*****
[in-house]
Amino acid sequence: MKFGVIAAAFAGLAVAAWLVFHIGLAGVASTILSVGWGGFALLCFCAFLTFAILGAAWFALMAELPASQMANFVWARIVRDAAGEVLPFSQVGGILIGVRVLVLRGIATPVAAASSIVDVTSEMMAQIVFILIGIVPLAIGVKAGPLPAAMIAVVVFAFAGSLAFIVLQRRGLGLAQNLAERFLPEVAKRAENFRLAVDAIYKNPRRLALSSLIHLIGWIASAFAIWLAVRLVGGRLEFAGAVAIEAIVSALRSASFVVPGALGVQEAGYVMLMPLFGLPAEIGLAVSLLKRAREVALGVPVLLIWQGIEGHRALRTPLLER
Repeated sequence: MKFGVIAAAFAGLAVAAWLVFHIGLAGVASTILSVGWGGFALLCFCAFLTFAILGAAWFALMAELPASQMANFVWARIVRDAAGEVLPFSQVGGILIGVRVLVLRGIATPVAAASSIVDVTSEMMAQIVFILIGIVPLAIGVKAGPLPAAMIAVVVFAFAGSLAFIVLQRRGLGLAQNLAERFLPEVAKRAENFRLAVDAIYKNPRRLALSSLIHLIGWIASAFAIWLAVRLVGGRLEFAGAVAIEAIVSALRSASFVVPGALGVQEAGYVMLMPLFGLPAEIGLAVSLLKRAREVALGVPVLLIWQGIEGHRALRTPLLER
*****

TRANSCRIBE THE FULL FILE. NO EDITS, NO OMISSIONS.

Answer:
[in-house]
Amino acid sequence: MKFGVIAAAFAGLAVAAWLVFHIGLAGVASTILSVGWGGFALLCFCAFLTFAILGAAWFALMAELPASQMANFVWARIVRDAAGEVLPFSQVGGILIGVRVLVLRGIATPVAAASSIVDVTSEMMAQIVFILIGIVPLAIGVKAGPLPAAMIAVVVFAFAGSLAFIVLQRRGLGLAQNLAERFLPEVAKRAENFRLAVDAIYKNPRRLALSSLIHLIGWIASAFAIWLAVRLVGGRLEFAGAVAIEAIVSALRSASFVVPGALGVQEAGYVMLMPLFGLPAEIGLAVSLLKRAREVALGVPVLLIWQGIEGHRALRTPLLER
Repeated sequence: MKFGVIAAAFAGLAVAAWLVFHIGLAGVASTILSVGWGGFALLCFCAFLTFAILGAAWFALMAELPASQMANFVWARIVRDAAGEVLPFSQVGGILIGVRVLVLRGIATPVAAASSIVDVTSEMMAQIVFILIGIVPLAIGVKAGPLPAAMIAVVVFAFAGSLAFIVLQRRGLGLAQNLAERFLPEVAKRAENFRLAVDAIYKNPRRLALSSLIHLIGWIASAFAIWLAVRLVGGRLEFAGAVAIEAIVSALRSASFVVPGALGVQEAGYVMLMPLFGLPAEIGLAVSLLKRAREVALGVPVLLIWQGIEGHRALRTPLLER